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Satellites


Articles

Searching for Other Earths

Fall 2015Sara Seager on how — and why — we look for exoplanets

Opening Space with a ‘Transorbital Railroad’

Fall 2010Robert Zubrin

Satellites at Risk

The Next Homeland Security Challenge May Be in Space

Spring 2003

The New Face of War

Summer 2003David Skinner on whether new technologies make war more tolerable and more just

The Future of Satellites

New Problems and New Players in the Satellite Game

Fall 2003

China’s Space Ambitions—And Ours

Spring 2007Jeff Kueter on the Chinese threat to American space assets and what to do about it

China’s Aims in Space; Debating Nanoethics

Summer 2007

 

Blog Posts

New satellite to study oceans

Joint U.S.-French mission
May 26, 2008

A joint U.S.-French satellite project announced by NASA this week will track trends in sea levels and the climate. The satellite, which will be launched on June 15, 2008, will help scientists look at the world’s ocean circulation and its links to the Earth’s climate over the next decade.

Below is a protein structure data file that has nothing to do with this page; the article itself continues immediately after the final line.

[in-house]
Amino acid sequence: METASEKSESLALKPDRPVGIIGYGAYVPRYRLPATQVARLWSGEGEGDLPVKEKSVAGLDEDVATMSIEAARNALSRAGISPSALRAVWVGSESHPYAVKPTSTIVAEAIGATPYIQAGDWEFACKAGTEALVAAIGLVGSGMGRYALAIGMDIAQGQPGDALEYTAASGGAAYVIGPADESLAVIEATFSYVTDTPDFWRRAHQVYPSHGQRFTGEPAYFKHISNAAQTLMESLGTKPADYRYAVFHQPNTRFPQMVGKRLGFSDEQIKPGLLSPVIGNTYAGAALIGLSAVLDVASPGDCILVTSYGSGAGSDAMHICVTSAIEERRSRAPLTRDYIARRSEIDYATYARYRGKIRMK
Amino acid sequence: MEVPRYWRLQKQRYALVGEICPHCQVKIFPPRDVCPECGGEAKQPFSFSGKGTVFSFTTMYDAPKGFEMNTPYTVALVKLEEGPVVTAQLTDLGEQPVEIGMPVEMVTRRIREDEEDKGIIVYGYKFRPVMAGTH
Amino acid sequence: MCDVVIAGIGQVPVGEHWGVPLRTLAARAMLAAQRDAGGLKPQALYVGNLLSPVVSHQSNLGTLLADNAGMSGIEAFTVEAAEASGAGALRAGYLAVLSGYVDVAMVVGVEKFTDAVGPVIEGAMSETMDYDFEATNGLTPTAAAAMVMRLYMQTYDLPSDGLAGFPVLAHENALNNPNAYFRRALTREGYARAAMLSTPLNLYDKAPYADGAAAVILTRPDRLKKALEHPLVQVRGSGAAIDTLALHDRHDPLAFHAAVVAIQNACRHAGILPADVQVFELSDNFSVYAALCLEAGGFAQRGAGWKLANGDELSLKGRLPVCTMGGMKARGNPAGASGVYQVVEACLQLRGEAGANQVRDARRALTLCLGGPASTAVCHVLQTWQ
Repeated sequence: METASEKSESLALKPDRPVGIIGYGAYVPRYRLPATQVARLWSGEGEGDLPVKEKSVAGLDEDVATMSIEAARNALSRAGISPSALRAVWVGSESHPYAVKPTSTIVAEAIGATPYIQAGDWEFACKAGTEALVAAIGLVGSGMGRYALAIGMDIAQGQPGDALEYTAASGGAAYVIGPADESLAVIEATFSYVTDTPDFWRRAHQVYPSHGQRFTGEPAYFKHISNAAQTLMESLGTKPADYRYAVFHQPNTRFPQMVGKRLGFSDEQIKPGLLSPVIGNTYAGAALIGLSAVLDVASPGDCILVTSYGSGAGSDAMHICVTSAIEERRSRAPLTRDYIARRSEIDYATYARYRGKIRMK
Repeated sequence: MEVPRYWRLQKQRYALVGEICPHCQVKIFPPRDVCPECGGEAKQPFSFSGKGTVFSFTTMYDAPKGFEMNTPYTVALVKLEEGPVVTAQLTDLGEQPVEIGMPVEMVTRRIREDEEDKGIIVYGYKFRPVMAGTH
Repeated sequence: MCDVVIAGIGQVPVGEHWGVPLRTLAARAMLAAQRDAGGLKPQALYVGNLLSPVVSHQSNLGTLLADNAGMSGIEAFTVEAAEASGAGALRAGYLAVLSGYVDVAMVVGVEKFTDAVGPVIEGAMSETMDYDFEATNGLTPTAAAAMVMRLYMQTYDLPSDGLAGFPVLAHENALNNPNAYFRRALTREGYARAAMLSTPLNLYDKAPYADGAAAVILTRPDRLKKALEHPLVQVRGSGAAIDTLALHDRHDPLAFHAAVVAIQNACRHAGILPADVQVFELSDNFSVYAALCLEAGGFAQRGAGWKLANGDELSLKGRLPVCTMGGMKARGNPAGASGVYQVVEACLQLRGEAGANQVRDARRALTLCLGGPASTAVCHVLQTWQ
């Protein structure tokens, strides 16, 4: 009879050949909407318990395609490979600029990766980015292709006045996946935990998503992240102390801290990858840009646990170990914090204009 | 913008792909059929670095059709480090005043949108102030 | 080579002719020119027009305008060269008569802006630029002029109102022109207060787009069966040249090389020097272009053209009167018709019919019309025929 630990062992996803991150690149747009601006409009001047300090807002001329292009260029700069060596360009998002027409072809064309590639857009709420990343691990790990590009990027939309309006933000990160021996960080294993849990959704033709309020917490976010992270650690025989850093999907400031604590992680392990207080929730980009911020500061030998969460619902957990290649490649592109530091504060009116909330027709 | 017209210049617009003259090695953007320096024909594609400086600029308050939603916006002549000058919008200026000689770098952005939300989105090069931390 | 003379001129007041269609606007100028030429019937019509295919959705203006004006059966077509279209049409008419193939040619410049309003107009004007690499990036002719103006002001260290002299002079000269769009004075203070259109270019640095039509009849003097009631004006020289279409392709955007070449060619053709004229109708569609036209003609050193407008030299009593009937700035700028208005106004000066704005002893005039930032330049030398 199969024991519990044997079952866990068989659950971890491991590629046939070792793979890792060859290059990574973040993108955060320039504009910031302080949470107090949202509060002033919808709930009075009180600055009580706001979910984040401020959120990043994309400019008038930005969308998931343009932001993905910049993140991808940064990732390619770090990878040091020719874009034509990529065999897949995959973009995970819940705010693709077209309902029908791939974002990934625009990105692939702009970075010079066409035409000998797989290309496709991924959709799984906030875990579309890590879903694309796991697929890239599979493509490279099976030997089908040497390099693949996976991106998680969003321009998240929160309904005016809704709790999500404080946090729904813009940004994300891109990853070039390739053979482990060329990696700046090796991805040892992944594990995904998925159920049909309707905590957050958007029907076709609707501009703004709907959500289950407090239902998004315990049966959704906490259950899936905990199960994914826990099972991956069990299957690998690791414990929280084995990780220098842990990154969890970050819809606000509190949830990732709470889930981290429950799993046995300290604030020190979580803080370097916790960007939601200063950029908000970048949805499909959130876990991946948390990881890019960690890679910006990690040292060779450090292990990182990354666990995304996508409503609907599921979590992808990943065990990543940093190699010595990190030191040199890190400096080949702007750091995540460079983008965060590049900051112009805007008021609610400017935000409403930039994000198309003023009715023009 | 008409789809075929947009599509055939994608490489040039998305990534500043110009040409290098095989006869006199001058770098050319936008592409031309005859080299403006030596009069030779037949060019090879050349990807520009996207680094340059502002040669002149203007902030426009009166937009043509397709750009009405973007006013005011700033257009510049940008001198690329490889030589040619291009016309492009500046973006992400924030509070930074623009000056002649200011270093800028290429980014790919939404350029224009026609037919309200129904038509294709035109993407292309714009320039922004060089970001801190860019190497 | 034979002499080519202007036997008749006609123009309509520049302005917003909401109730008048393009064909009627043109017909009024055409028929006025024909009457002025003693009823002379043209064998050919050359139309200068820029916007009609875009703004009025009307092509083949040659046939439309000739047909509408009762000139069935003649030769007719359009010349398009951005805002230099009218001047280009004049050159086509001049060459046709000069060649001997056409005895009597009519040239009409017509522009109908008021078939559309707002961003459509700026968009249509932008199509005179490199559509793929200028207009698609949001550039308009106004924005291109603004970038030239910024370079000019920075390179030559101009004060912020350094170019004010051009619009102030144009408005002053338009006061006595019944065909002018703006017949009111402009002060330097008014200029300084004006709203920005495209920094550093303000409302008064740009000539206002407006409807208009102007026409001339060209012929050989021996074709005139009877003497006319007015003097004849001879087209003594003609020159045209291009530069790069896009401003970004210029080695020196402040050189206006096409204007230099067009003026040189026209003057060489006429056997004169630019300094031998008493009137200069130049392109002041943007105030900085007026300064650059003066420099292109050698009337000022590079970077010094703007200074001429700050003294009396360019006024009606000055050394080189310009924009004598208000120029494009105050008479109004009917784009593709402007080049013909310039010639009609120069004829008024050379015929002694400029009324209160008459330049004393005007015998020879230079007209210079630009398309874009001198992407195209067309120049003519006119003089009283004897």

The Ocean Surface Topography Mission (OSTM)/Jason 2 is a partnership of NASA, the National Oceanic and Atmospheric Administration (NOAA), the French Space Agency Centre National d’Etudes Spatiales (CNES), and the European Organisation for the Exploitation of Meteorological Satellites (EUMETSAT).

Measurements by past satellites have shown that the mean sea level has risen by about 0.12 inches a year since 1993, twice the rate estimated from tide gauges in the past century, according to the NASA press release -- although “15 years of data are not sufficient to determine long-term trends.”

The oceans, which cover more than 70 percent of Earth’s surface, have a huge impact on Earth’s weather and climate. “Earth’s oceans serve as a thermostat for our planet, keeping it from overheating,” NASA says in its description of the satellite (click here for a PDF). “More than 80% of the heat from global warming over the past 50 years has been absorbed by the oceans. The rate of sea level change allows scientists to estimate how much of this heat the ocean is storing. Scientists want to know how much additional heat the oceans can absorb, and how that absorbed heat affects our global atmosphere.”